God makes sense.

Leviticus 5-7; Rubbing Shoulders

I volunteer with our elementary school’s Good News Club. What a blessing! One thing we teach the kids is that sin is “anything we think, do, or say that doesn’t please God.” Our leader told the kids yesterday that if they don’t love other people, they aren’t loving God.

That got their attention.

I’m sure all of us would agree sin is an affront to God, and it effects Him deeply every time we sin. We know His heart is broken when we sin. We know He is angry when we disobey. And we know that our sin effects our relationship with Him.

We live in a “me first” society. If it feels good, do it. You can’t make anyone happy until you are happy yourself. Look out for #1. I am worthy. I am powerful, I am lovable. I am… I am… I am…

Reading these chapters today reminded me that my sin effects God. But it effects others, too. Even sins I might commit unintentionally can hurt my loved ones, neighbors, coworkers, even strangers. And sometimes I need to make restitution, apologize, or receive someone’s anger over what I have done.

We don’t live in a vacuum. We rub shoulders with people every day. Children can get hurt when parents cheat and/or divorce. Parents get hurt when children go astray. Friends get hurt by gossip. We all end up paying for prisons, hospitals, war.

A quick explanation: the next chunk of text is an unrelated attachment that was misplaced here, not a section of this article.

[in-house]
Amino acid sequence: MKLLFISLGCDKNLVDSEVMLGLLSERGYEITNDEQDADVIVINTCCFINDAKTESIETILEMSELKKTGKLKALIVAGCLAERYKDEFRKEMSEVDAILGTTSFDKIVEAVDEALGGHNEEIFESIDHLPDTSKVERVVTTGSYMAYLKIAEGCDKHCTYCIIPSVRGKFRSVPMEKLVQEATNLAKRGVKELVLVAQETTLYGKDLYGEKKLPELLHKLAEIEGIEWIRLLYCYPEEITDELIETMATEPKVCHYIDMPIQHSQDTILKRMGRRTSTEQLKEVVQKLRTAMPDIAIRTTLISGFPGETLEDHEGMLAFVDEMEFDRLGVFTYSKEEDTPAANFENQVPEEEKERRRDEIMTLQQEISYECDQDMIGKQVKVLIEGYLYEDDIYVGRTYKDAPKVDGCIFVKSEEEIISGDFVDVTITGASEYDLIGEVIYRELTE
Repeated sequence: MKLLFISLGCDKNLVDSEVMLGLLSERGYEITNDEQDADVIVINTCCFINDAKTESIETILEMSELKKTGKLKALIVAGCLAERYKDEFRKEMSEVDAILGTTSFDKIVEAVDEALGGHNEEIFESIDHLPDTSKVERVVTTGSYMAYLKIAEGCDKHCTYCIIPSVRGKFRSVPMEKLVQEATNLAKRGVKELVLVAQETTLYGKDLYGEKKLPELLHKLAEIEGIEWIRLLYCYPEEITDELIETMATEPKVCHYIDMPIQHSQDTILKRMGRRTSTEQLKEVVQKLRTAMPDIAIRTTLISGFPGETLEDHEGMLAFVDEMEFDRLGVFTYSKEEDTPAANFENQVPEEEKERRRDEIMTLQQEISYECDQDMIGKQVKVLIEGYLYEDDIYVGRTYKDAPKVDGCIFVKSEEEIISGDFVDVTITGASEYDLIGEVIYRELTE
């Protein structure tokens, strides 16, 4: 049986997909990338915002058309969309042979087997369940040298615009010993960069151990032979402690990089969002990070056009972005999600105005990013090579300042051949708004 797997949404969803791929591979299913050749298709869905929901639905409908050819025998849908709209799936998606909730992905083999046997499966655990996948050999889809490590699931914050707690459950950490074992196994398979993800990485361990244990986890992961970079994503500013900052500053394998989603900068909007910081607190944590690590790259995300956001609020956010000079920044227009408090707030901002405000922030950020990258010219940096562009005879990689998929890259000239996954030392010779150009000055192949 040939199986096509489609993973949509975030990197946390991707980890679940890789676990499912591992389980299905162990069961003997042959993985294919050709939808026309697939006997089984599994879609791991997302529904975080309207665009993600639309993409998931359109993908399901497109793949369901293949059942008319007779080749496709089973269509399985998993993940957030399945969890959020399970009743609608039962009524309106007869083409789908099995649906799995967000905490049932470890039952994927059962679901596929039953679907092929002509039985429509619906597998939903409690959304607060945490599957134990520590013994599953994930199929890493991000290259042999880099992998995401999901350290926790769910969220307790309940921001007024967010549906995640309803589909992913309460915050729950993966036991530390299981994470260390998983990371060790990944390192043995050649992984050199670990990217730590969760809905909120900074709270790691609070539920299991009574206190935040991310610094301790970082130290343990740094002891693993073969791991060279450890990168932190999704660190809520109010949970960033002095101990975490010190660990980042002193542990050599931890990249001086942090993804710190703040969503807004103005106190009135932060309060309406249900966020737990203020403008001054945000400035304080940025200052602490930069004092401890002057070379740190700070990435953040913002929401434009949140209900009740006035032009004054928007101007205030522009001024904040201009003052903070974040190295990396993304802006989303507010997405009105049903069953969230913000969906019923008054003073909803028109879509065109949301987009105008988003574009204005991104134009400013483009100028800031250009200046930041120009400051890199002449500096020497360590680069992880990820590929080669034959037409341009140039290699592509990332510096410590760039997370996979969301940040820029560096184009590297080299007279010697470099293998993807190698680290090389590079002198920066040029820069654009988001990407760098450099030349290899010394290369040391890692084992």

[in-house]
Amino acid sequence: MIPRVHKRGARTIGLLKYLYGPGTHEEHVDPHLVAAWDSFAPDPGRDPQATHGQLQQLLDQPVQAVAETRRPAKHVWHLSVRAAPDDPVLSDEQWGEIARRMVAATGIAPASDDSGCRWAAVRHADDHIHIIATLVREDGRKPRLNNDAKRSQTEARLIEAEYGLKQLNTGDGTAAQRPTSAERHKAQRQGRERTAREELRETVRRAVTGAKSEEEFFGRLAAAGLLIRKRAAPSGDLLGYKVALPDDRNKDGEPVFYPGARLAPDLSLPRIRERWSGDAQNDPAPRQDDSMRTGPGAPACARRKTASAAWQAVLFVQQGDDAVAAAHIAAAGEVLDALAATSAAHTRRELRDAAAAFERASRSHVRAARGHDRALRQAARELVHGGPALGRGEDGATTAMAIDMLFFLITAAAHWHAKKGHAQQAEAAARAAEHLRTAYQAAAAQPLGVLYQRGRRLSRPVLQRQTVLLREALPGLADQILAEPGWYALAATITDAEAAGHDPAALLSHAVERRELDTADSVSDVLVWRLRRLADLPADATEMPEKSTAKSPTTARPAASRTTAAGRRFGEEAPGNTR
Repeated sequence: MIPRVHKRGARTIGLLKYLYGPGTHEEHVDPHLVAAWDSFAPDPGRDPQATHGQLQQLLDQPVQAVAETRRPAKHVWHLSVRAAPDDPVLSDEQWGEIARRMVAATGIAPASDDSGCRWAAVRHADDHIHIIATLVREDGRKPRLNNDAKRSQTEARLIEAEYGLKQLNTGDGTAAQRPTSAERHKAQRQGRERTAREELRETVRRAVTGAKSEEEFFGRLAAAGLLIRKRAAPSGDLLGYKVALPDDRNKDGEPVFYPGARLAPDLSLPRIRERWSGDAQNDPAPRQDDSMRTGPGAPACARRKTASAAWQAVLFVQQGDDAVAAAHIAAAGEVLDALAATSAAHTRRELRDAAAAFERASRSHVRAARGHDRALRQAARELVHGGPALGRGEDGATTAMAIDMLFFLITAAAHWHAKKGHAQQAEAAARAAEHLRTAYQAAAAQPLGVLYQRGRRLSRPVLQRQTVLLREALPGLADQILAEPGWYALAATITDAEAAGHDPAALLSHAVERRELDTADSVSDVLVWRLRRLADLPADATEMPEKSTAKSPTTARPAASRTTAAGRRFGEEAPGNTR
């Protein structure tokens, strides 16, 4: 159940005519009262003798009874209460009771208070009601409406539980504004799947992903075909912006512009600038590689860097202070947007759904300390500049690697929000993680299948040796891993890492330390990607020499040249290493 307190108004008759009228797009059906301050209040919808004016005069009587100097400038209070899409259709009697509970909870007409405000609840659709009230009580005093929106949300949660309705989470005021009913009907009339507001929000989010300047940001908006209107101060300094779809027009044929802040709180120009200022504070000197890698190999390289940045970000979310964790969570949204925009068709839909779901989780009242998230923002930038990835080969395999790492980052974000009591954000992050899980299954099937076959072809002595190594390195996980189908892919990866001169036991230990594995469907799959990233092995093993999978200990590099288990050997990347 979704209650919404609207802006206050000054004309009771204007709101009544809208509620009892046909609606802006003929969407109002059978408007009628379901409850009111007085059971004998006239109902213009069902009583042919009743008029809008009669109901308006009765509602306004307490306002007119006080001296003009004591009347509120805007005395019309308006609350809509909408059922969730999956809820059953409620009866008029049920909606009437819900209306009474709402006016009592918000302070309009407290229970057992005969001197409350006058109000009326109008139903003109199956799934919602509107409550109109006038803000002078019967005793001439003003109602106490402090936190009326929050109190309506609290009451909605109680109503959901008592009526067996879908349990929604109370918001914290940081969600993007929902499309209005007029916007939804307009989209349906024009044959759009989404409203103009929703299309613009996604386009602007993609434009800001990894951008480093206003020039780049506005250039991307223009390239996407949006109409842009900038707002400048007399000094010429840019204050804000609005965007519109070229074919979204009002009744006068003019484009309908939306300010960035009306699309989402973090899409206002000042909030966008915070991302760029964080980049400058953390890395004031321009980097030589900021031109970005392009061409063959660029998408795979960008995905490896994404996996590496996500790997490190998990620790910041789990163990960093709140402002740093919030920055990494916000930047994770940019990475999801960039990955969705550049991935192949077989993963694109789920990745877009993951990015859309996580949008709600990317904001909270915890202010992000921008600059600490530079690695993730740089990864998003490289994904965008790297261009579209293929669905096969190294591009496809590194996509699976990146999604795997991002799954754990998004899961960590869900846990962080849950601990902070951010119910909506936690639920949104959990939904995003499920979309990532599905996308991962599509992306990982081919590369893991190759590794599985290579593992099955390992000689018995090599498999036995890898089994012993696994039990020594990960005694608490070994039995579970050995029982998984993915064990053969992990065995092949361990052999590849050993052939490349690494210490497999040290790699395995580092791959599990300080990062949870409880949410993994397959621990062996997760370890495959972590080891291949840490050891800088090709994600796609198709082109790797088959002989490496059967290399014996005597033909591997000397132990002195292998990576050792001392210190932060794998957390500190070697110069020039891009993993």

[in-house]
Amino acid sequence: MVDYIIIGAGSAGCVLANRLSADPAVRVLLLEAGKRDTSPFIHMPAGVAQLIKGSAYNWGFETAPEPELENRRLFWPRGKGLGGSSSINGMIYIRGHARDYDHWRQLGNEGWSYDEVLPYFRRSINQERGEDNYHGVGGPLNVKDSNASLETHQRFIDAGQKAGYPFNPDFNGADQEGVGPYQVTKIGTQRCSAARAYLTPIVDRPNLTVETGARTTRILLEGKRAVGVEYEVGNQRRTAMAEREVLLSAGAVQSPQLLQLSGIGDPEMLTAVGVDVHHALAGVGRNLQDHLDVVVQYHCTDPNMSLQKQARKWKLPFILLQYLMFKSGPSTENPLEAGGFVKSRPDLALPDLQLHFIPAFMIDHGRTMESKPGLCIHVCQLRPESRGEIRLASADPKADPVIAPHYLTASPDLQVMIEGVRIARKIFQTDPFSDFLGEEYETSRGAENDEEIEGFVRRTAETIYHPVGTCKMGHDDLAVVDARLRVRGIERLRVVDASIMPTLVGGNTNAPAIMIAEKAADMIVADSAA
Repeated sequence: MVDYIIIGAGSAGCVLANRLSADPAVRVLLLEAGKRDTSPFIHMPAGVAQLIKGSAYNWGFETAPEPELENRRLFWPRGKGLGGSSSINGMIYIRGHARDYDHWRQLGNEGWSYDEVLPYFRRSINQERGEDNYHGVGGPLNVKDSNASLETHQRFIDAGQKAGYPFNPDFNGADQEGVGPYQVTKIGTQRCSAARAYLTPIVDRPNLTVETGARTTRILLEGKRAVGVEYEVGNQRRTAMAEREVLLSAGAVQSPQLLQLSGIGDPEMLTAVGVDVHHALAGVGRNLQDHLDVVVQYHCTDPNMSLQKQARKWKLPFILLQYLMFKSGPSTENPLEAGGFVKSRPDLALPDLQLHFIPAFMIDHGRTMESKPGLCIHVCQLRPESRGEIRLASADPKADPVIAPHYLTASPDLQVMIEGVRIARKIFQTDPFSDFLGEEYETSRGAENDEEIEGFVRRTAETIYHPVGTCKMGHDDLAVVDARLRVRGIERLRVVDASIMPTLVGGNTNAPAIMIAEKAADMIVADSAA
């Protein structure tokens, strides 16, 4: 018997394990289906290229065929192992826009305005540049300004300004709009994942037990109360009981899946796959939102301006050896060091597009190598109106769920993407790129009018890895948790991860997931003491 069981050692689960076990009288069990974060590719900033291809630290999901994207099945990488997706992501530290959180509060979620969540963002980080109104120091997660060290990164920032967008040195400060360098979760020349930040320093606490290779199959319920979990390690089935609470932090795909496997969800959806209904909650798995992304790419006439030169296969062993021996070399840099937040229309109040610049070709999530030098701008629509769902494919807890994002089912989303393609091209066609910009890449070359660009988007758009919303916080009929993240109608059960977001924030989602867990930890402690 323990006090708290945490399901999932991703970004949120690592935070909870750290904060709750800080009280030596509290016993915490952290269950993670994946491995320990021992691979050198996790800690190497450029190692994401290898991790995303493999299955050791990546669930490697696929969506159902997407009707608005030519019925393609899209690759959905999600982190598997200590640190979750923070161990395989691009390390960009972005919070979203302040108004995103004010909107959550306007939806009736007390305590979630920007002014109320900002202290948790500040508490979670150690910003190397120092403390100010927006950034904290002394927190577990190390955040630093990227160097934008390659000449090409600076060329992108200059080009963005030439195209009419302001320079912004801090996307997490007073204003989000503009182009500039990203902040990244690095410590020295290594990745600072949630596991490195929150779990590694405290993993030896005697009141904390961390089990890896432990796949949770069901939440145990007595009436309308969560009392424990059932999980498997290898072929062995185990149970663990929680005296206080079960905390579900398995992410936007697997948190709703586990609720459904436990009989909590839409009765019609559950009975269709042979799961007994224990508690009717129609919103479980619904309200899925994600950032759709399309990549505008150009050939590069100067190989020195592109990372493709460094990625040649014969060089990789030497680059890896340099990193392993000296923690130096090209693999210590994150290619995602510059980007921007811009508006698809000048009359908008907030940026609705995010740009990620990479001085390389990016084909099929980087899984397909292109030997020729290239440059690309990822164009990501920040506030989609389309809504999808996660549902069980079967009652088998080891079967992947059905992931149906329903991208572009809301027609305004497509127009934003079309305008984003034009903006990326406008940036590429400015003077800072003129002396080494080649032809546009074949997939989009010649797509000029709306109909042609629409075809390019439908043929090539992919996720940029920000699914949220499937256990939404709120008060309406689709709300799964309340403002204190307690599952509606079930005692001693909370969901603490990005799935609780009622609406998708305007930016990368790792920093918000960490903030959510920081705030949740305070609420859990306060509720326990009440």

You are not responsible for anyone else’s happiness. But you are responsible for how you live, how you treat people, how you obey God. You are responsible for not causing anyone’s unhappiness by your sin.

Love one another. That’s how people know we are Jesus’ disciples. Do good to those who harm you. Pray for your enemies. Think of others before yourself. And treat them the way you like to be treated.

Please don’t fall for the lie that it’s your life and you can live it like you want. It is your life. I pray you’ll live it the way God wants.

Exodus 21-23; Play Nice

Wouldn’t life be amazing if everybody lived according to the principles God laid down for His children here in these chapters? Murder demands a death sentence, you pay your debts, you are honest, if you are guilty of careless behavior you fess up and pay up, and you don’t mistreat people. It’s the Golden Rule broken down into specific behaviors.